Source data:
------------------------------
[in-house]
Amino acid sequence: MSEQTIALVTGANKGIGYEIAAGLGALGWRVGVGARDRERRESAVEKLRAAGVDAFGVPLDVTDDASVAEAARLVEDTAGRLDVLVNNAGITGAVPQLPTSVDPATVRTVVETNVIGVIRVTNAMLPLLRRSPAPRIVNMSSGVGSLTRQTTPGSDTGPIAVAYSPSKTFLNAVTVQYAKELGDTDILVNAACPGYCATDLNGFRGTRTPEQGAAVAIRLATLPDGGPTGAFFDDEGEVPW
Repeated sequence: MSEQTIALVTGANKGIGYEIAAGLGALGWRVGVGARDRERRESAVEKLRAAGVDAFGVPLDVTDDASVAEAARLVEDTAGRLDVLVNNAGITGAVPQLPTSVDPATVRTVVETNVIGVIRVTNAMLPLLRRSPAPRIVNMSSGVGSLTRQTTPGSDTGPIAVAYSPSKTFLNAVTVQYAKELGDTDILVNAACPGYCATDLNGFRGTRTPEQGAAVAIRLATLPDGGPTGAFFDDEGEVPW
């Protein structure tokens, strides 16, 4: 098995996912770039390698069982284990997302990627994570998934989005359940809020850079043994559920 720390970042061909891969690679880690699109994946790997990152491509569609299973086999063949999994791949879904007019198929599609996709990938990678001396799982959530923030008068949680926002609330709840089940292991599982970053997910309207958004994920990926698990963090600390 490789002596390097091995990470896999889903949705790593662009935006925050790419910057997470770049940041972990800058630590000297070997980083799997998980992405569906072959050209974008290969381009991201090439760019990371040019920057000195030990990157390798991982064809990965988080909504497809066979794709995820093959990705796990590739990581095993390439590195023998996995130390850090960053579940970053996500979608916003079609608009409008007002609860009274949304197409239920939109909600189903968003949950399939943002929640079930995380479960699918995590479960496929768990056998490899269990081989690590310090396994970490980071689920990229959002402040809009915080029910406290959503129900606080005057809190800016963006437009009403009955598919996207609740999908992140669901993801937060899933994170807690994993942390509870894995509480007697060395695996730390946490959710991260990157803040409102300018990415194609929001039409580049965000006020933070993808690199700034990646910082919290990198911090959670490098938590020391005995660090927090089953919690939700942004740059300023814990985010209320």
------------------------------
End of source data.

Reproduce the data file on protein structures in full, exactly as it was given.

[in-house]
Amino acid sequence: MSEQTIALVTGANKGIGYEIAAGLGALGWRVGVGARDRERRESAVEKLRAAGVDAFGVPLDVTDDASVAEAARLVEDTAGRLDVLVNNAGITGAVPQLPTSVDPATVRTVVETNVIGVIRVTNAMLPLLRRSPAPRIVNMSSGVGSLTRQTTPGSDTGPIAVAYSPSKTFLNAVTVQYAKELGDTDILVNAACPGYCATDLNGFRGTRTPEQGAAVAIRLATLPDGGPTGAFFDDEGEVPW
Repeated sequence: MSEQTIALVTGANKGIGYEIAAGLGALGWRVGVGARDRERRESAVEKLRAAGVDAFGVPLDVTDDASVAEAARLVEDTAGRLDVLVNNAGITGAVPQLPTSVDPATVRTVVETNVIGVIRVTNAMLPLLRRSPAPRIVNMSSGVGSLTRQTTPGSDTGPIAVAYSPSKTFLNAVTVQYAKELGDTDILVNAACPGYCATDLNGFRGTRTPEQGAAVAIRLATLPDGGPTGAFFDDEGEVPW
């Protein structure tokens, strides 16, 4: 098995996912770039390698069982284990997302990627994570998934989005359940809020850079043994559920 720390970042061909891969690679880690699109994946790997990152491509569609299973086999063949999994791949879904007019198929599609996709990938990678001396799982959530923030008068949680926002609330709840089940292991599982970053997910309207958004994920990926698990963090600390 490789002596390097091995990470896999889903949705790593662009935006925050790419910057997470770049940041972990800058630590000297070997980083799997998980992405569906072959050209974008290969381009991201090439760019990371040019920057000195030990990157390798991982064809990965988080909504497809066979794709995820093959990705796990590739990581095993390439590195023998996995130390850090960053579940970053996500979608916003079609608009409008007002609860009274949304197409239920939109909600189903968003949950399939943002929640079930995380479960699918995590479960496929768990056998490899269990081989690590310090396994970490980071689920990229959002402040809009915080029910406290959503129900606080005057809190800016963006437009009403009955598919996207609740999908992140669901993801937060899933994170807690994993942390509870894995509480007697060395695996730390946490959710991260990157803040409102300018990415194609929001039409580049965000006020933070993808690199700034990646910082919290990198911090959670490098938590020391005995660090927090089953919690939700942004740059300023814990985010209320």